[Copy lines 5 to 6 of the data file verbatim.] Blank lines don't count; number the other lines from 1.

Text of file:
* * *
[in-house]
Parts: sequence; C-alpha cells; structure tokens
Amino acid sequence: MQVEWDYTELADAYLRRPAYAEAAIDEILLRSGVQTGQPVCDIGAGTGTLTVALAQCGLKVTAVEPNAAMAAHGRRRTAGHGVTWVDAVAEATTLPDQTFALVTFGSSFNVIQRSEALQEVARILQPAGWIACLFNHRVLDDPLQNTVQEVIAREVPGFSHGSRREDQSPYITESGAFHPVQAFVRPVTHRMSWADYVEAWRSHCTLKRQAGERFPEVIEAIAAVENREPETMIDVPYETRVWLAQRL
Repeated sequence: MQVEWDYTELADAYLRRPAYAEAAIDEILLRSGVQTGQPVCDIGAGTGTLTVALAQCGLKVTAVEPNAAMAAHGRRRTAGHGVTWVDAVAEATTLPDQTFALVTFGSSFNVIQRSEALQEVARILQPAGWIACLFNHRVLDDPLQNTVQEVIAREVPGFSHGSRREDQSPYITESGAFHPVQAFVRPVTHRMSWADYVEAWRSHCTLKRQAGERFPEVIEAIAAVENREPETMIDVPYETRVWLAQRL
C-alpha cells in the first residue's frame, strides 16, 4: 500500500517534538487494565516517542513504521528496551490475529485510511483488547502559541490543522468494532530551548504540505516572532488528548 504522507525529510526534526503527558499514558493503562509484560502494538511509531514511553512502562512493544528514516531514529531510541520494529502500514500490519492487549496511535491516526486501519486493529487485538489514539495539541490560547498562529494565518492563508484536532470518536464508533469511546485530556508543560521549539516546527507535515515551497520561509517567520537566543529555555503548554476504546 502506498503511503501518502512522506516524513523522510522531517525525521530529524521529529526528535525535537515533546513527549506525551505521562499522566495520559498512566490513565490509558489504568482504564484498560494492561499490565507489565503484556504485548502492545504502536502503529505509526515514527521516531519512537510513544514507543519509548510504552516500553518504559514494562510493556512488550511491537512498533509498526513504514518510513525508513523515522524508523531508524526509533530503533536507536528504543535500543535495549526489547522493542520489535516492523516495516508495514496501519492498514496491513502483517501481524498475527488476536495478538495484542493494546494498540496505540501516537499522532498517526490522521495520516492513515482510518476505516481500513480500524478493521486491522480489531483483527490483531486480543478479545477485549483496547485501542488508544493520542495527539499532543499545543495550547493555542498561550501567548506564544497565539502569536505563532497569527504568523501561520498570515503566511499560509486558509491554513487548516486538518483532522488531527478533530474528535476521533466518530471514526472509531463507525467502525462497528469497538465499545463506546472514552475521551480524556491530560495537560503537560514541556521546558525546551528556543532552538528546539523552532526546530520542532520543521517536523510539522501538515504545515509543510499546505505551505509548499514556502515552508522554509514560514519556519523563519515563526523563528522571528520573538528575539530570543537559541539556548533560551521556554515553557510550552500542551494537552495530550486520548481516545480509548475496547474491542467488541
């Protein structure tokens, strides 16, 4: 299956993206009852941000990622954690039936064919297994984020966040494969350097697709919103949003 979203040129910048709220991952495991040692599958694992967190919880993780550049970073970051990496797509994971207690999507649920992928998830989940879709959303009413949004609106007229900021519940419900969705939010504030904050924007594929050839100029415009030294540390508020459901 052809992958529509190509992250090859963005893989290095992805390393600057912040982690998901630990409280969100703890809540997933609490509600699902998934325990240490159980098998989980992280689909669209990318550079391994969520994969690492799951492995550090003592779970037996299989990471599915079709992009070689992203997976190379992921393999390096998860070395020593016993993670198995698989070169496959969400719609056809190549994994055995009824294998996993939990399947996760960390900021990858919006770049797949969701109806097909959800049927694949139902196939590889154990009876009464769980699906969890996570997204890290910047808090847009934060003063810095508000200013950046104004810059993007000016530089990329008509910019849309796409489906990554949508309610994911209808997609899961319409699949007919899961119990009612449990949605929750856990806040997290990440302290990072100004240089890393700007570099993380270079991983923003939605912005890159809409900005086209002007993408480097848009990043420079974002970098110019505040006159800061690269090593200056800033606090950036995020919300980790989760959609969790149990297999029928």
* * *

C-alpha cells in the first residue's frame, strides 16, 4: 500500500517534538487494565516517542513504521528496551490475529485510511483488547502559541490543522468494532530551548504540505516572532488528548 504522507525529510526534526503527558499514558493503562509484560502494538511509531514511553512502562512493544528514516531514529531510541520494529502500514500490519492487549496511535491516526486501519486493529487485538489514539495539541490560547498562529494565518492563508484536532470518536464508533469511546485530556508543560521549539516546527507535515515551497520561509517567520537566543529555555503548554476504546 502506498503511503501518502512522506516524513523522510522531517525525521530529524521529529526528535525535537515533546513527549506525551505521562499522566495520559498512566490513565490509558489504568482504564484498560494492561499490565507489565503484556504485548502492545504502536502503529505509526515514527521516531519512537510513544514507543519509548510504552516500553518504559514494562510493556512488550511491537512498533509498526513504514518510513525508513523515522524508523531508524526509533530503533536507536528504543535500543535495549526489547522493542520489535516492523516495516508495514496501519492498514496491513502483517501481524498475527488476536495478538495484542493494546494498540496505540501516537499522532498517526490522521495520516492513515482510518476505516481500513480500524478493521486491522480489531483483527490483531486480543478479545477485549483496547485501542488508544493520542495527539499532543499545543495550547493555542498561550501567548506564544497565539502569536505563532497569527504568523501561520498570515503566511499560509486558509491554513487548516486538518483532522488531527478533530474528535476521533466518530471514526472509531463507525467502525462497528469497538465499545463506546472514552475521551480524556491530560495537560503537560514541556521546558525546551528556543532552538528546539523552532526546530520542532520543521517536523510539522501538515504545515509543510499546505505551505509548499514556502515552508522554509514560514519556519523563519515563526523563528522571528520573538528575539530570543537559541539556548533560551521556554515553557510550552500542551494537552495530550486520548481516545480509548475496547474491542467488541
């Protein structure tokens, strides 16, 4: 299956993206009852941000990622954690039936064919297994984020966040494969350097697709919103949003 979203040129910048709220991952495991040692599958694992967190919880993780550049970073970051990496797509994971207690999507649920992928998830989940879709959303009413949004609106007229900021519940419900969705939010504030904050924007594929050839100029415009030294540390508020459901 052809992958529509190509992250090859963005893989290095992805390393600057912040982690998901630990409280969100703890809540997933609490509600699902998934325990240490159980098998989980992280689909669209990318550079391994969520994969690492799951492995550090003592779970037996299989990471599915079709992009070689992203997976190379992921393999390096998860070395020593016993993670198995698989070169496959969400719609056809190549994994055995009824294998996993939990399947996760960390900021990858919006770049797949969701109806097909959800049927694949139902196939590889154990009876009464769980699906969890996570997204890290910047808090847009934060003063810095508000200013950046104004810059993007000016530089990329008509910019849309796409489906990554949508309610994911209808997609899961319409699949007919899961119990009612449990949605929750856990806040997290990440302290990072100004240089890393700007570099993380270079991983923003939605912005890159809409900005086209002007993408480097848009990043420079974002970098110019505040006159800061690269090593200056800033606090950036995020919300980790989760959609969790149990297999029928």